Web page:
Skip to main content

West Valley City Journal

Police to provide additional security at West Valley Library

Mar 13, 2018 05:04PM ● By Travis Barton

West Valley City Council unanimously approved an agreement that will see two officers assigned to the West Valley Library. The city will be reimbursed by Salt Lake County. (Travis Barton/City Journals)

In an effort to increase safety at the local West Valley Library—part of the county library system—the West Valley City Council unanimously approved an agreement between the city and Salt Lake County to provide officers specifically assigned to the library. 

City Attorney Eric Bunderson explained to the city council in January that the county was considering placing Unified Police officers at the library as extra security, but the city felt strongly that it should be West Valley police officers “since it’s so close and next to the police department.” 

“We negotiated this deal with them where we would commit two officers to be assigned there and the county would reimburse us,” Bunderson said. A supervising officer would receive $60/hour while a non-supervisory officer receives $50/hour. 

The West Valley Library (2880 W. 3650 South) sits near city hall, the police department and West Valley Central TRAX Station. 

The agreement is in place for two years which may be renewed by a written amendment. Maximum length the agreement can reach is the end of 2022. Hunter Library was not included in the agreement.

Then Interim Police Chief Colleen Nolen (now Police Chief Colleen Jacobs) explained that the officers would be assigned by the department’s secondary overtime sign-up. Officers tasked to the library are free to respond to higher priority threats in other locations when necessary, according to the agreement. 

Liz Sollis, communications manager for the county library system, said the reasoning for the extra officers are safety and to encourage positive relations with the officers. 

She didn’t describe there being an uptick in crime as a reason for additional security, but that their libraries see a lot of kids come to the library. 

“Not surprisingly kids are sometimes rambunctious and they get into trouble,” Sollis said, adding occasionally fines and verbal reprimands don’t always stop them. 

“Really, the idea is that with an officer presence, it provides an extra level of safety and security for all of our customers,” she said.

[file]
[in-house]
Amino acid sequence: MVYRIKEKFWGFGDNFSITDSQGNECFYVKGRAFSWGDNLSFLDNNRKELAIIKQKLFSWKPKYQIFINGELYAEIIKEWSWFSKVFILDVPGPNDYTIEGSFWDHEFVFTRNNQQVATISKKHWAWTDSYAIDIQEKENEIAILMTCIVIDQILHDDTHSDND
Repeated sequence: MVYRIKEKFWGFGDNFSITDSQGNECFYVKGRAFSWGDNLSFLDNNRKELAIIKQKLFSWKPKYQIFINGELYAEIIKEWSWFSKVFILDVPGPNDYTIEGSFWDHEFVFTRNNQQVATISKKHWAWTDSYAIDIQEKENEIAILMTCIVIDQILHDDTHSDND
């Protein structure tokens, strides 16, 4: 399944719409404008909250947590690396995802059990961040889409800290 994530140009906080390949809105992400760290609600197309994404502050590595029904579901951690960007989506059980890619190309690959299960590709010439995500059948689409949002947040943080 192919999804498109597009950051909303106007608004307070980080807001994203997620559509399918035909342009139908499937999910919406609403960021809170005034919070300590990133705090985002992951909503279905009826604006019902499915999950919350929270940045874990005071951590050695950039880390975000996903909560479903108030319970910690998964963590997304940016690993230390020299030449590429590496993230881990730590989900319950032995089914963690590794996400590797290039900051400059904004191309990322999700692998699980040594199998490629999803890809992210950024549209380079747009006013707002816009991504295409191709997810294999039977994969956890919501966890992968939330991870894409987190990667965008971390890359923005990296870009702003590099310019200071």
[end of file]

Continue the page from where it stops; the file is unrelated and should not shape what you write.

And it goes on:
It’s also not uncommon, she said, for public places to have close relationships with local law enforcement. “Libraries are one of the very best at community gathering places because they’re open to everybody so we just want people to know they’re welcome at the county library.”

Branches in Kearns and Magna also have extra security with Unified officers. Sollis explained that other branches like South Jordan and West Jordan are next to police stations or a justice court. Officers aren’t assigned to the libraries, but will occasionally walk the perimeter. 

“There’s often an officer present in a lot of our branches, but I would say it’s more a sign of an engaged community than a sign of increased enforcement in general,” she said. 

The benefits go further than safety, according to Sollis. A favorite moment of hers was witnessing an officer at the Kearns branch with a book in his pocket as he stood outside talking with kids as the entered and exited. 

“It warmed my heart,” she recalled. 

There was also an instance in the library’s 2016 annual report at the Magna branch where a police officer, Hank Johnson, and the branch manager, Trish Hull, assisted a 29-year-old homeless man named Hack. Johnson suggested Hack pursue a GED. Hull bought Hack a study guide while Johnson paid for the test. 

“It’s relationships,” Sollis reiterated. “It’s showing these people that the community cares about them and, of course in this story, it’s an officer who went the extra mile to help this person have a better outcome.”

She later added, “It’s always nice to let people know there’s a little extra security and attention being paid to their experience.”